Circe Burnett (left) from the Fort Lauderdale campus and Clair Engle from the Pompano Beach campus spend time doing a devotion and reflection during Christ Church United Methodist's mid-hi mission trip. Youth pastor Theresa Mazza says teens from the two campuses "have set a huge example during this merge. They were the first to worship together and have already served on missions teams together. They are building friendships and building a youth community that proves to be stronger each week." Photo courtesy of Christ Church United Methodist, Photo #06-422.

In May, members of both congregations met on a Sunday afternoon at the Pompano Beach campus and celebrated Holy Communion. About 650 people gathered in the sanctuary, “which they said they hadn’t seen in many, many years,” Roughton said. “We all went out and had a nice barbeque afterwards. We did a similar thing on the Fort Lauderdale campus in June.”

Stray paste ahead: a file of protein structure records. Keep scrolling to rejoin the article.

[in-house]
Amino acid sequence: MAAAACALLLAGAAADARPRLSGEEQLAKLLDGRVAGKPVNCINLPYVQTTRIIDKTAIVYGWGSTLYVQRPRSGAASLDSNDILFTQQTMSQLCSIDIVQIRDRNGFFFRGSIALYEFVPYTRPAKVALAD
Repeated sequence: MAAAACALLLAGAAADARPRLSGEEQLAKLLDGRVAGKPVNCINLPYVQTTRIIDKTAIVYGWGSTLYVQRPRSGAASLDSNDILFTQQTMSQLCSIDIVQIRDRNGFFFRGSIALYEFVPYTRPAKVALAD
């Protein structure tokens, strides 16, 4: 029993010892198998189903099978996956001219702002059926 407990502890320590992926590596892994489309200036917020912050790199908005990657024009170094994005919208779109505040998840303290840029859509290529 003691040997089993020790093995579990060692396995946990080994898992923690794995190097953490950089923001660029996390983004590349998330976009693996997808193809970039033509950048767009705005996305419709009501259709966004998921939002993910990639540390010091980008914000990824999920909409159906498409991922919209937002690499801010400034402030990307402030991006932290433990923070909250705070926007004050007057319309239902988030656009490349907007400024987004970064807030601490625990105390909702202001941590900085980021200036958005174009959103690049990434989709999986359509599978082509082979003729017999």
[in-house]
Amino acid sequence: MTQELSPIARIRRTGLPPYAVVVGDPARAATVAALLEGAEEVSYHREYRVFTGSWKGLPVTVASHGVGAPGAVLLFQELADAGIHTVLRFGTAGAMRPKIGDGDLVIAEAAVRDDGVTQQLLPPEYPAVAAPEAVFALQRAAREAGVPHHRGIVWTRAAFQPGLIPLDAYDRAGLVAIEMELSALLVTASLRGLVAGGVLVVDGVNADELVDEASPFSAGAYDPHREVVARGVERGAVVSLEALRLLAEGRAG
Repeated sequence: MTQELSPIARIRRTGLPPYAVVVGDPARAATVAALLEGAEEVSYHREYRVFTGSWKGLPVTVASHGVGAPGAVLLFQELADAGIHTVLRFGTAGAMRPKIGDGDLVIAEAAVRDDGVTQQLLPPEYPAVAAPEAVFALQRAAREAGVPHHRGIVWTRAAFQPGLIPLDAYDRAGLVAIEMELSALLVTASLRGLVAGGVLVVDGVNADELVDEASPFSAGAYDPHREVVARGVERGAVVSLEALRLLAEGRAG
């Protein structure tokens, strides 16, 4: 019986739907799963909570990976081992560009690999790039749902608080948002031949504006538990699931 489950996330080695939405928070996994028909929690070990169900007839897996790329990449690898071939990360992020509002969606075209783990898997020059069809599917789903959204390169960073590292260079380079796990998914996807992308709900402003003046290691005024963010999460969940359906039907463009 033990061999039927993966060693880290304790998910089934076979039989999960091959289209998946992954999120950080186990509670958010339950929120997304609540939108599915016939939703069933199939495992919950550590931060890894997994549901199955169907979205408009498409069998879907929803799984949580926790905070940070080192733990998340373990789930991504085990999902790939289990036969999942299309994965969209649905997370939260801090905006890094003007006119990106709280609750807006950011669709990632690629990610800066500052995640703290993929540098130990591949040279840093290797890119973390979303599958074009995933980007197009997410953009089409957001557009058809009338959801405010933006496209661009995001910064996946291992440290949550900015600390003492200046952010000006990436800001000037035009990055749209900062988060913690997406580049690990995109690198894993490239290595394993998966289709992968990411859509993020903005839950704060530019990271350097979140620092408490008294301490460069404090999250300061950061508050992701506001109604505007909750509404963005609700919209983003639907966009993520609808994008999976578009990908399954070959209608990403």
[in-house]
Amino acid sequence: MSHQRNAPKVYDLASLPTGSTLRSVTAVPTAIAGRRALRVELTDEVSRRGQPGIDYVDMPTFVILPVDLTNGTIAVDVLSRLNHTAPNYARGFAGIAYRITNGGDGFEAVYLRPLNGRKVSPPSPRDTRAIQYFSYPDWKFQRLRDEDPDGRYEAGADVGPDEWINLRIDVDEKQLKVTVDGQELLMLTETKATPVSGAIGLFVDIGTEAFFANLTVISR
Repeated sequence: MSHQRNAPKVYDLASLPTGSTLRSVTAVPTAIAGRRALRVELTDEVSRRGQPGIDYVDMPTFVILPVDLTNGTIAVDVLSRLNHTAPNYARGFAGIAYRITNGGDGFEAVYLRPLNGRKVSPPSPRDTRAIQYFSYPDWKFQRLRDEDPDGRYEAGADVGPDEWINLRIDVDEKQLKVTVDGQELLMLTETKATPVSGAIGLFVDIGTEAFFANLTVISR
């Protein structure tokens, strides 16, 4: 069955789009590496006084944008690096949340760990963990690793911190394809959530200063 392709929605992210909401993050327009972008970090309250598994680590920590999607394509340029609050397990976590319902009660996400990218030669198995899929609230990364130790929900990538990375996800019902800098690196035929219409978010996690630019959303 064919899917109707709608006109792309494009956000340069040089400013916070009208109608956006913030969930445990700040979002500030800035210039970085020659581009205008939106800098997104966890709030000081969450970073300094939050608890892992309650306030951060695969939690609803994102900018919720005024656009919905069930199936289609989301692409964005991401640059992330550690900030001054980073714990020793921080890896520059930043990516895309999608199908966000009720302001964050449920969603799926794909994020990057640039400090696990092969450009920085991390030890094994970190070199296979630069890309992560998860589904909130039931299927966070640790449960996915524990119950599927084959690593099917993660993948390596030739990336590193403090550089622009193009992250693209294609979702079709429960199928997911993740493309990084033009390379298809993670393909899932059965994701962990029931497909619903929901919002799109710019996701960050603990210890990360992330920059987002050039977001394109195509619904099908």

Attendance at the Pompano Beach campus has increased during the last few months, particularly as Fort Lauderdale-based members have traveled to worship there. Roughton travels back and forth between the two campuses, which are spaced just four miles apart. “We’re still hammering out details about the preaching and all of that. I preached for five straight weeks on the Pompano campus in May and June. Most of the time I will be preaching on the Fort Lauderdale campus,” Roughton said.

A key aspect of the new church, according to Roughton, is building relationships through such events and “making sure the DNA that has built Christ Church for many, many years is transferred into the life of the Pompano campus.” Church consultant Tom Bandy recently visited Christ Church and noted it is not uncommon with mergers for both congregations to decline.